Over the years, laws and regulations have been put in place by governments in a bid to curb money laundering in casinos. Despite this, money laundering still continues to be a common vice in casinos across the world, the US not spared.
Recently, several casinos in the US have been fined for failing to adequately control the vice. One such case is whereby the Hawaiian Gardens card room was fined a whopping 3.2 million dollars breaking several other laws on top of failing to control money laundering in their facility.
In the USA, the American Gaming Association (AGA) is responsible for cracking down those casinos that do not strictly adhere to its stipulated rules and regulations. It is currently working on new guidelines that it hopes will help curb money laundering and ensure that casinos are taking their responsibility in ending money laundering seriously.
In 2014, AGA came up with policies that were to be the gold standard in the gambling world in a bid to curb money laundering. According to Calvinayre.com, those policies have been improved and have been included in its new guidelines. The recent improvements are a result of contribution from the US treasury department, the Foreign Assets Control and the National Money Laundering Risk Assessment.
Important to note is that these policies cannot actually be called laws. This is because AGA does not have any legal authority over casinos. Its only function is to act as a representative of the industry to the government. By abiding by its stipulated policies, AGA has a better chance of airing out their concerns to the government and taking part in any legislative changes involving the industry. There is expected to be a lot of change in casinos especially those in Canada.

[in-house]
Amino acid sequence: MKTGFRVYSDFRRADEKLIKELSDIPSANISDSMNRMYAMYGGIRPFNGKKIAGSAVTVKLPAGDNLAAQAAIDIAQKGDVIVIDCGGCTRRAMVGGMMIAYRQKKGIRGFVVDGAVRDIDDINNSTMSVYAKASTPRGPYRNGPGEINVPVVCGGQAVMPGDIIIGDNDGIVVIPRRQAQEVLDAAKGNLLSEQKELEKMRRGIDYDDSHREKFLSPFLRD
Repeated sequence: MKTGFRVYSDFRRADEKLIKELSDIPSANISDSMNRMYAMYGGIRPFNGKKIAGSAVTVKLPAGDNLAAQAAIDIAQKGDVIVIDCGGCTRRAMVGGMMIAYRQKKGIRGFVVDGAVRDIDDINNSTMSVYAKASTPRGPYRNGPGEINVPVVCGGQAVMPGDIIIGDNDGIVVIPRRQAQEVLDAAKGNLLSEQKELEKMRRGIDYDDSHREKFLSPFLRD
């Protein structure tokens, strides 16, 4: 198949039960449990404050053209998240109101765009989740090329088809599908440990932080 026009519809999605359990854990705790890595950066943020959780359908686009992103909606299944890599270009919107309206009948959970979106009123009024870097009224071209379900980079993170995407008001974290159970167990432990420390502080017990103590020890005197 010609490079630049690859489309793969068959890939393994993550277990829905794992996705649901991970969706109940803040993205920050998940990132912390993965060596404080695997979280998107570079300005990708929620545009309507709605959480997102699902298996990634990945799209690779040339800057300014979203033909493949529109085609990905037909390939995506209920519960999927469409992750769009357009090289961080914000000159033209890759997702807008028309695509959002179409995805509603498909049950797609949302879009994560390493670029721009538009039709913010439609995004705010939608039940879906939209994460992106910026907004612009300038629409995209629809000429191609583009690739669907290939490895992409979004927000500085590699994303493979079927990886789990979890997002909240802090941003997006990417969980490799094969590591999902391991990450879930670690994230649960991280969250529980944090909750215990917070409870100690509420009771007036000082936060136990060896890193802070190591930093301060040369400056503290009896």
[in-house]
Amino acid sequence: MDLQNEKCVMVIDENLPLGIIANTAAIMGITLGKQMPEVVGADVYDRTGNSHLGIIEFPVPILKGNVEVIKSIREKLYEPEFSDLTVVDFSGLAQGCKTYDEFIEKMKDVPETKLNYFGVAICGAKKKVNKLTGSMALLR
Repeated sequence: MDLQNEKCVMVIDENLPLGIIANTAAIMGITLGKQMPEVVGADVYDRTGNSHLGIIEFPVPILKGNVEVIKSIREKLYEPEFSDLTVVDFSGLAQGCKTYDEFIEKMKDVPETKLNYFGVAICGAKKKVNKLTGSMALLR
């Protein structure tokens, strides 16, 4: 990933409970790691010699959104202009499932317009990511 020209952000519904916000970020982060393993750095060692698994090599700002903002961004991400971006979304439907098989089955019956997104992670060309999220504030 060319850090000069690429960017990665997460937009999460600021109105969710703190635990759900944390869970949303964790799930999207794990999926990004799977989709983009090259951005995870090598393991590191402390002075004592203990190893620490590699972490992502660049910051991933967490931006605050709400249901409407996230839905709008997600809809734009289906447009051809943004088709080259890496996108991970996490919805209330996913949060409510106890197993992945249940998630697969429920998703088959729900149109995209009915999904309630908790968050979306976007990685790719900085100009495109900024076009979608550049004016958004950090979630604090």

The biggest change will be that of changing from transactions using cash to digital transactions. It is suggested that by minimizing the amount of cash in people’s hands at casinos, the chances to launder money are greatly reduced.
In one of his statements during the recent Global Gaming Expo in Las Vegas, Bill Miller, the AGA President stated that they will equip their officers with better tools to enable them to identify the early signs of money laundering by thoroughly checking a customer’s background and the source of the money they are using in gambling.
However, as much as these new regulations are strict, they cannot be effective if the casinos do not play their part. This includes filing currency transaction reports (CTR), for casinos that earn over $ million. They are also expected to submit suspicious activity reports (SAR)if they feel the patron is not abiding by the rules in his dealings.
Some casinos, however, do not always abide by the set rules. One such as was Macau casino LLC, which as fined $1.25 million after it was discovered to be allowing money laundering in its facility. In the same month, Imperial Pacific International found itself under investigation for possible money laundering.